Shelter Scotland says more social housing is part of the solution as hundreds die while experiencing homelessness.
The housing charity Shelter Scotland has said a lack of safe, secure and affordable social homes is a major factor in the deaths of hundreds of people experiencing homelessness.
The latest statistics from the National Records of Scotland estimate 216 people died while experiencing homelessness in 2019.
That’s an increase of 11% on the previous year and an alarming increase of almost a third (31%) in just two years.
Tragically, the average age at death is falling – and is now 43 for men and just 39 for women.
NRS said 54% of the deaths were drug-related and its analysis shows Scotland has a far higher rate of people dying while homeless than the other UK nations.
Shelter Scotland has called on the Scottish Government to match its commitment to £3.5 billion pounds to deliver more affordable and social homes over the next five years with a new plan to reduce housing inequality when it announces its Housing 2040 strategy next month.
Alison Watson, Director of Shelter Scotland (pictured), said:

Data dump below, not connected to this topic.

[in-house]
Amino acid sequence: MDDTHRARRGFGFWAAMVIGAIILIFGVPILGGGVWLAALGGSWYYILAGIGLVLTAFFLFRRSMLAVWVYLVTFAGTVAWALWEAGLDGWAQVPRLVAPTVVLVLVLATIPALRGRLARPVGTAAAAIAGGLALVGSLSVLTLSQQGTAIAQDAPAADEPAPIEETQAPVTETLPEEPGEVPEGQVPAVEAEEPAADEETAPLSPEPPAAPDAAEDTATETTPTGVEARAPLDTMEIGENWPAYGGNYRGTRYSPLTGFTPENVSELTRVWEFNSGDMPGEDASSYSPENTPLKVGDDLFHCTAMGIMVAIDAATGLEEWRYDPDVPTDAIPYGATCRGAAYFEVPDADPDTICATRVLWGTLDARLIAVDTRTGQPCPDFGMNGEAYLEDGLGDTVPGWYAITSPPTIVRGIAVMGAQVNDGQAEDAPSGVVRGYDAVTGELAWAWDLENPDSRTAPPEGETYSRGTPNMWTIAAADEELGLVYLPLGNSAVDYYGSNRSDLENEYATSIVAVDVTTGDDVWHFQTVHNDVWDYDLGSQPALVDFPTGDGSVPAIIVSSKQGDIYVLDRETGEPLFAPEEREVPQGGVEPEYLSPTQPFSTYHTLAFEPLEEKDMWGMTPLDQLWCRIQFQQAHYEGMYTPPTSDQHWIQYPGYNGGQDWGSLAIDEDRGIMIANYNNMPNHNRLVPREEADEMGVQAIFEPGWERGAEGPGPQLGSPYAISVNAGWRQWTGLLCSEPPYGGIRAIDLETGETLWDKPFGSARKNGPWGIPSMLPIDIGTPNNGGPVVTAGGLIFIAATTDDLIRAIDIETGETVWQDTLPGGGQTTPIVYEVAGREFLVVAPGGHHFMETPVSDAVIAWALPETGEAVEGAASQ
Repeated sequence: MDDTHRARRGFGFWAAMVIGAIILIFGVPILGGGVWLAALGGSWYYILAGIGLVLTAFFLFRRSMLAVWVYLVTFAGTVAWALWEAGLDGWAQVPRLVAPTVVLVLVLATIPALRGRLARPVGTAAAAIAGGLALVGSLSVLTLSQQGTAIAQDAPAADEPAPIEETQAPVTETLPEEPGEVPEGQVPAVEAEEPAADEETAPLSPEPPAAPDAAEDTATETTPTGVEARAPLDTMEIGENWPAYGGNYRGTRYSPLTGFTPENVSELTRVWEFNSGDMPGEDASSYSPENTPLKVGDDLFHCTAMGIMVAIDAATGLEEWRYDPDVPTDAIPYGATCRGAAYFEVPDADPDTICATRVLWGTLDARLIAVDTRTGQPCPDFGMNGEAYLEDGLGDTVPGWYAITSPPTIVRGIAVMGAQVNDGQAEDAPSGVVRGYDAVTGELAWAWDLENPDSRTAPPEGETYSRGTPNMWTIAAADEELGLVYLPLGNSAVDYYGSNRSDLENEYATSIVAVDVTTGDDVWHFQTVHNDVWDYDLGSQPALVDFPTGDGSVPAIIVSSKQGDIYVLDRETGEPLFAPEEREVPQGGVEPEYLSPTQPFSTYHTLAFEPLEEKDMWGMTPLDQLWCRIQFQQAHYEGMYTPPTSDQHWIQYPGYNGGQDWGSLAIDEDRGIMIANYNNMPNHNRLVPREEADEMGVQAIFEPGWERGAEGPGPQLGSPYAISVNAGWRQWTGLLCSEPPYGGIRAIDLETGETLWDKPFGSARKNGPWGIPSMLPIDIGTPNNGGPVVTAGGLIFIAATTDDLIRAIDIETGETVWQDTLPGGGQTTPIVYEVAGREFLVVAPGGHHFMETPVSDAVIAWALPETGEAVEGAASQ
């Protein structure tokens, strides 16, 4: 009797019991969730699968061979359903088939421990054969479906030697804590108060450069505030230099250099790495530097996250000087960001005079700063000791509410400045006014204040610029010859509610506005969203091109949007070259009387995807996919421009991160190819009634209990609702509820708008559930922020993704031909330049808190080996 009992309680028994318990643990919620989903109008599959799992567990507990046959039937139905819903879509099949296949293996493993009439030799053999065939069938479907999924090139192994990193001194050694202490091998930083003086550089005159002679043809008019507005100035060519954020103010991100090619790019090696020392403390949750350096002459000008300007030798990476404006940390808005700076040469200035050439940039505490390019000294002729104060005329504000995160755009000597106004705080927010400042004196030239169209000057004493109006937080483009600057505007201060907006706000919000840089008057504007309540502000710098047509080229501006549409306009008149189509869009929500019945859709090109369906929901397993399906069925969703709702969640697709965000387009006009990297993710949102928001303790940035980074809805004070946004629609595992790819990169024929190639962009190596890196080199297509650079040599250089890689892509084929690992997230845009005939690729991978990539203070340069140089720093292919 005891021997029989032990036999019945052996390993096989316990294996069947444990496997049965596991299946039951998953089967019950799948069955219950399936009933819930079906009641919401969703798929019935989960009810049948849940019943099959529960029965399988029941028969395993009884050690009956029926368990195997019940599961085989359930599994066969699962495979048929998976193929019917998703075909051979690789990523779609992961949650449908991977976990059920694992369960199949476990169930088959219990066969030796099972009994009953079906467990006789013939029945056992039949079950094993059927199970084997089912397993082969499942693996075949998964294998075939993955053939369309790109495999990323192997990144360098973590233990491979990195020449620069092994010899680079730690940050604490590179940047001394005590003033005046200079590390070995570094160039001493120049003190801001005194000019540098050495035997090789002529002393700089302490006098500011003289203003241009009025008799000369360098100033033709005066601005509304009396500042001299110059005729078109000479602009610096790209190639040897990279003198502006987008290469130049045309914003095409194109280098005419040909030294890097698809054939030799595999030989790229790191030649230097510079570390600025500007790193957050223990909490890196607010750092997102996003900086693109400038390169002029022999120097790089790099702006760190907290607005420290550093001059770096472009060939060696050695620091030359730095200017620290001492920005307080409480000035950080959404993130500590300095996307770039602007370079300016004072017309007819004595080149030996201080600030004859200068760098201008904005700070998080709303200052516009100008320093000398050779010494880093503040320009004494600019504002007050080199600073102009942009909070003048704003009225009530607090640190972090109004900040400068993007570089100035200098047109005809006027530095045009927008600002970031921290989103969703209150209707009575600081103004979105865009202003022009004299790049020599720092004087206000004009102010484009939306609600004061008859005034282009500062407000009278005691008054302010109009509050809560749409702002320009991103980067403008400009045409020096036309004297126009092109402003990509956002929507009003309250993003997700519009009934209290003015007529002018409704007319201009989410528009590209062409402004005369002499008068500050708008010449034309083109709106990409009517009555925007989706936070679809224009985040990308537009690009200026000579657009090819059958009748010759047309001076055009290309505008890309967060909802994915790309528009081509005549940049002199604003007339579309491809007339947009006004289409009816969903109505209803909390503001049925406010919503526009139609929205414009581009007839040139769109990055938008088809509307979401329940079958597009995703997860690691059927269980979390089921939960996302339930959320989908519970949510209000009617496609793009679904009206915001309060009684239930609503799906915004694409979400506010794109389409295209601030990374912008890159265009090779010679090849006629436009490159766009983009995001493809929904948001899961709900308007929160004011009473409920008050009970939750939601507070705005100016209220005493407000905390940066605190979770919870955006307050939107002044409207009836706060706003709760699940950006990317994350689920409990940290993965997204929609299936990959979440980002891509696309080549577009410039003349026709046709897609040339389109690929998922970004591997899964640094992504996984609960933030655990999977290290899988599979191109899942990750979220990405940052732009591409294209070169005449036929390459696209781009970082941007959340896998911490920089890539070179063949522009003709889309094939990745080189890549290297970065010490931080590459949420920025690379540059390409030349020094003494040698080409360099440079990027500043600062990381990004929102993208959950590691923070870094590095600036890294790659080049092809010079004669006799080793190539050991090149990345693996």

“The rising number of people dying at an ever-younger age while experiencing homelessness is shocking.
“Housing is a matter of life and death.
“These deaths fall in the long shadow cast by the shortage of social housing.
“While not often a direct cause of death, being denied the security of a safe and affordable social home adds to the instability many need to rebuild their lives.
“It creates new health problems and exacerbates those that already exist.
“Scotland has some of the strongest laws protecting people against homelessness in the world and a commitment to innovate with new approaches like Housing First, but that system is constantly undermined by the shortage of permanent social housing.
“It is a shortage that leads to long stays in temporary accommodation, people trapped in hotels not homes, record numbers of children perpetually homeless.
“Today’s shocking statistics relate to the year before the pandemic.
“It shows we must never go back to the ways of the past.
“Next month the Scottish Government is expected to set out a new Housing 2040 strategy.
“Today’s figures show that building enough homes to reduce housing inequality isn’t just the right thing to do, it is the critical to the life and health of the people and communities of Scotland.”